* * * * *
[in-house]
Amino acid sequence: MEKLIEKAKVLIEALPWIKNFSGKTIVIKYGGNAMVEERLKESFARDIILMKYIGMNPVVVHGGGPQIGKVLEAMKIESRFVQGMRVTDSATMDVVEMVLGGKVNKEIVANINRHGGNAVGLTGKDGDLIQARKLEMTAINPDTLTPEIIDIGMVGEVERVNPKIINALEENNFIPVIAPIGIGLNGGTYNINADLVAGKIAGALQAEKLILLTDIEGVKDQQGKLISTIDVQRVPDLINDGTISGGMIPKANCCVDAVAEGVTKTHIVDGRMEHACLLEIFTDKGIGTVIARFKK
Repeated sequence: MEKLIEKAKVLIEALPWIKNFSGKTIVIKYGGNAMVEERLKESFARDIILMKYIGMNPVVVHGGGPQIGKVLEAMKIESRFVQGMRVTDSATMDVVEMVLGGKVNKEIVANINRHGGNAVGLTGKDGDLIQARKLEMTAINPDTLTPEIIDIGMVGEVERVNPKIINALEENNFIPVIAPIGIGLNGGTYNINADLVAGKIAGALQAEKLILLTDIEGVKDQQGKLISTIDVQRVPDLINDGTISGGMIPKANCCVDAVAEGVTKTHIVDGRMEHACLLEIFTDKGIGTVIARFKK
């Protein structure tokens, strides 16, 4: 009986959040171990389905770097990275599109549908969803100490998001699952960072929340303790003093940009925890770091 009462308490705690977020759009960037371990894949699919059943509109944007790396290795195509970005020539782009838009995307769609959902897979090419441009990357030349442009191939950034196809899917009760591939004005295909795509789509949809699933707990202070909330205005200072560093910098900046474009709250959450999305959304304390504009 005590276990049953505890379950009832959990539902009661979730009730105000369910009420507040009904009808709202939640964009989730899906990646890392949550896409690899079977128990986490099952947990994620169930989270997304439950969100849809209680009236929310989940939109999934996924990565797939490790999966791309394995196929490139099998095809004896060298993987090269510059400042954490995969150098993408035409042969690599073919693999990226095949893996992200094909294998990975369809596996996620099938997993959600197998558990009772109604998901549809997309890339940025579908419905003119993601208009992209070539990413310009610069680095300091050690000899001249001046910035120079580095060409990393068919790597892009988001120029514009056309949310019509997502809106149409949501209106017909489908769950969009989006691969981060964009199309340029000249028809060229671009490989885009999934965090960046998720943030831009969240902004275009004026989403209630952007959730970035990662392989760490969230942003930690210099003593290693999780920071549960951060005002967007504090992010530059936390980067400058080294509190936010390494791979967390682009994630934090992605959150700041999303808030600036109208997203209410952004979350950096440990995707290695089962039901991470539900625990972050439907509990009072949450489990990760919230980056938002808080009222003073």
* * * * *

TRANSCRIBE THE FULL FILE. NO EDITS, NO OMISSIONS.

[in-house]
Amino acid sequence: MEKLIEKAKVLIEALPWIKNFSGKTIVIKYGGNAMVEERLKESFARDIILMKYIGMNPVVVHGGGPQIGKVLEAMKIESRFVQGMRVTDSATMDVVEMVLGGKVNKEIVANINRHGGNAVGLTGKDGDLIQARKLEMTAINPDTLTPEIIDIGMVGEVERVNPKIINALEENNFIPVIAPIGIGLNGGTYNINADLVAGKIAGALQAEKLILLTDIEGVKDQQGKLISTIDVQRVPDLINDGTISGGMIPKANCCVDAVAEGVTKTHIVDGRMEHACLLEIFTDKGIGTVIARFKK
Repeated sequence: MEKLIEKAKVLIEALPWIKNFSGKTIVIKYGGNAMVEERLKESFARDIILMKYIGMNPVVVHGGGPQIGKVLEAMKIESRFVQGMRVTDSATMDVVEMVLGGKVNKEIVANINRHGGNAVGLTGKDGDLIQARKLEMTAINPDTLTPEIIDIGMVGEVERVNPKIINALEENNFIPVIAPIGIGLNGGTYNINADLVAGKIAGALQAEKLILLTDIEGVKDQQGKLISTIDVQRVPDLINDGTISGGMIPKANCCVDAVAEGVTKTHIVDGRMEHACLLEIFTDKGIGTVIARFKK
């Protein structure tokens, strides 16, 4: 009986959040171990389905770097990275599109549908969803100490998001699952960072929340303790003093940009925890770091 009462308490705690977020759009960037371990894949699919059943509109944007790396290795195509970005020539782009838009995307769609959902897979090419441009990357030349442009191939950034196809899917009760591939004005295909795509789509949809699933707990202070909330205005200072560093910098900046474009709250959450999305959304304390504009 005590276990049953505890379950009832959990539902009661979730009730105000369910009420507040009904009808709202939640964009989730899906990646890392949550896409690899079977128990986490099952947990994620169930989270997304439950969100849809209680009236929310989940939109999934996924990565797939490790999966791309394995196929490139099998095809004896060298993987090269510059400042954490995969150098993408035409042969690599073919693999990226095949893996992200094909294998990975369809596996996620099938997993959600197998558990009772109604998901549809997309890339940025579908419905003119993601208009992209070539990413310009610069680095300091050690000899001249001046910035120079580095060409990393068919790597892009988001120029514009056309949310019509997502809106149409949501209106017909489908769950969009989006691969981060964009199309340029000249028809060229671009490989885009999934965090960046998720943030831009969240902004275009004026989403209630952007959730970035990662392989760490969230942003930690210099003593290693999780920071549960951060005002967007504090992010530059936390980067400058080294509190936010390494791979967390682009994630934090992605959150700041999303808030600036109208997203209410952004979350950096440990995707290695089962039901991470539900625990972050439907509990009072949450489990990760919230980056938002808080009222003073």